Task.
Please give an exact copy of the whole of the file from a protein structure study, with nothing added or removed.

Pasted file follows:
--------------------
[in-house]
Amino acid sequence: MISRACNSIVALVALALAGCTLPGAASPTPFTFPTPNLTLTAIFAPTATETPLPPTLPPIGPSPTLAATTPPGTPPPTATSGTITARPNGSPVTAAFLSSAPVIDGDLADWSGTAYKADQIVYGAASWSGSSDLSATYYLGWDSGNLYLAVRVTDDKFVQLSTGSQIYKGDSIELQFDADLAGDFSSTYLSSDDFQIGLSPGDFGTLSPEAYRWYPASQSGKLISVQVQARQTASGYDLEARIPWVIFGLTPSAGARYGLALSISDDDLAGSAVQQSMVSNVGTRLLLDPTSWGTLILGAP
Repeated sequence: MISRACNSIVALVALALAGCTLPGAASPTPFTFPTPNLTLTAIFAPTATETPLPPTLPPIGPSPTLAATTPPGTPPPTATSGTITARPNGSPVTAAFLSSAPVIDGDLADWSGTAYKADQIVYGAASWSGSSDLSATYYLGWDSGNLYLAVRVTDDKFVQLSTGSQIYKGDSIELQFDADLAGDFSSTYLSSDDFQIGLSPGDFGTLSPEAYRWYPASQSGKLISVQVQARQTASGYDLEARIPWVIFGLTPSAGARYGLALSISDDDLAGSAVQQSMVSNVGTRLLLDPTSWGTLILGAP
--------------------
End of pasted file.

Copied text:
[in-house]
Amino acid sequence: MISRACNSIVALVALALAGCTLPGAASPTPFTFPTPNLTLTAIFAPTATETPLPPTLPPIGPSPTLAATTPPGTPPPTATSGTITARPNGSPVTAAFLSSAPVIDGDLADWSGTAYKADQIVYGAASWSGSSDLSATYYLGWDSGNLYLAVRVTDDKFVQLSTGSQIYKGDSIELQFDADLAGDFSSTYLSSDDFQIGLSPGDFGTLSPEAYRWYPASQSGKLISVQVQARQTASGYDLEARIPWVIFGLTPSAGARYGLALSISDDDLAGSAVQQSMVSNVGTRLLLDPTSWGTLILGAP
Repeated sequence: MISRACNSIVALVALALAGCTLPGAASPTPFTFPTPNLTLTAIFAPTATETPLPPTLPPIGPSPTLAATTPPGTPPPTATSGTITARPNGSPVTAAFLSSAPVIDGDLADWSGTAYKADQIVYGAASWSGSSDLSATYYLGWDSGNLYLAVRVTDDKFVQLSTGSQIYKGDSIELQFDADLAGDFSSTYLSSDDFQIGLSPGDFGTLSPEAYRWYPASQSGKLISVQVQARQTASGYDLEARIPWVIFGLTPSAGARYGLALSISDDDLAGSAVQQSMVSNVGTRLLLDPTSWGTLILGAP